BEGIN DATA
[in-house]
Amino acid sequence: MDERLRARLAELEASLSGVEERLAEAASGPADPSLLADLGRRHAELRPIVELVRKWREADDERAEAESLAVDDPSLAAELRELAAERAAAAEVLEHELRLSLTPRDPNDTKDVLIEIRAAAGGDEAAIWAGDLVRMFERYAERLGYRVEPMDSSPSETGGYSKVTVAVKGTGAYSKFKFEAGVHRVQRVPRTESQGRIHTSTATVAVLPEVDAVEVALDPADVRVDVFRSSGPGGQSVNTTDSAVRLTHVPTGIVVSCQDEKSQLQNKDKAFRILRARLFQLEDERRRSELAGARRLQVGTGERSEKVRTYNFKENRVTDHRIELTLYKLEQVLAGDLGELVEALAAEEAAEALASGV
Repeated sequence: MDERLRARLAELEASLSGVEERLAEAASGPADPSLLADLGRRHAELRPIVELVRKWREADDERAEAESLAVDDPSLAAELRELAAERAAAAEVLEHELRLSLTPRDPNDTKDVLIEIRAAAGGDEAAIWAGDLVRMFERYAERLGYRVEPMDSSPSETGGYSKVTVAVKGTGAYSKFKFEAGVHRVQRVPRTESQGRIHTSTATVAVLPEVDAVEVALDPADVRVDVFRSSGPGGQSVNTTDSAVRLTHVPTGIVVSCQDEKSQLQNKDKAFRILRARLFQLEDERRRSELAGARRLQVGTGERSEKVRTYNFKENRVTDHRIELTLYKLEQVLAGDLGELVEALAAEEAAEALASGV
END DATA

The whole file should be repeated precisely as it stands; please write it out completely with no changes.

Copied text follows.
[in-house]
Amino acid sequence: MDERLRARLAELEASLSGVEERLAEAASGPADPSLLADLGRRHAELRPIVELVRKWREADDERAEAESLAVDDPSLAAELRELAAERAAAAEVLEHELRLSLTPRDPNDTKDVLIEIRAAAGGDEAAIWAGDLVRMFERYAERLGYRVEPMDSSPSETGGYSKVTVAVKGTGAYSKFKFEAGVHRVQRVPRTESQGRIHTSTATVAVLPEVDAVEVALDPADVRVDVFRSSGPGGQSVNTTDSAVRLTHVPTGIVVSCQDEKSQLQNKDKAFRILRARLFQLEDERRRSELAGARRLQVGTGERSEKVRTYNFKENRVTDHRIELTLYKLEQVLAGDLGELVEALAAEEAAEALASGV
Repeated sequence: MDERLRARLAELEASLSGVEERLAEAASGPADPSLLADLGRRHAELRPIVELVRKWREADDERAEAESLAVDDPSLAAELRELAAERAAAAEVLEHELRLSLTPRDPNDTKDVLIEIRAAAGGDEAAIWAGDLVRMFERYAERLGYRVEPMDSSPSETGGYSKVTVAVKGTGAYSKFKFEAGVHRVQRVPRTESQGRIHTSTATVAVLPEVDAVEVALDPADVRVDVFRSSGPGGQSVNTTDSAVRLTHVPTGIVVSCQDEKSQLQNKDKAFRILRARLFQLEDERRRSELAGARRLQVGTGERSEKVRTYNFKENRVTDHRIELTLYKLEQVLAGDLGELVEALAAEEAAEALASGV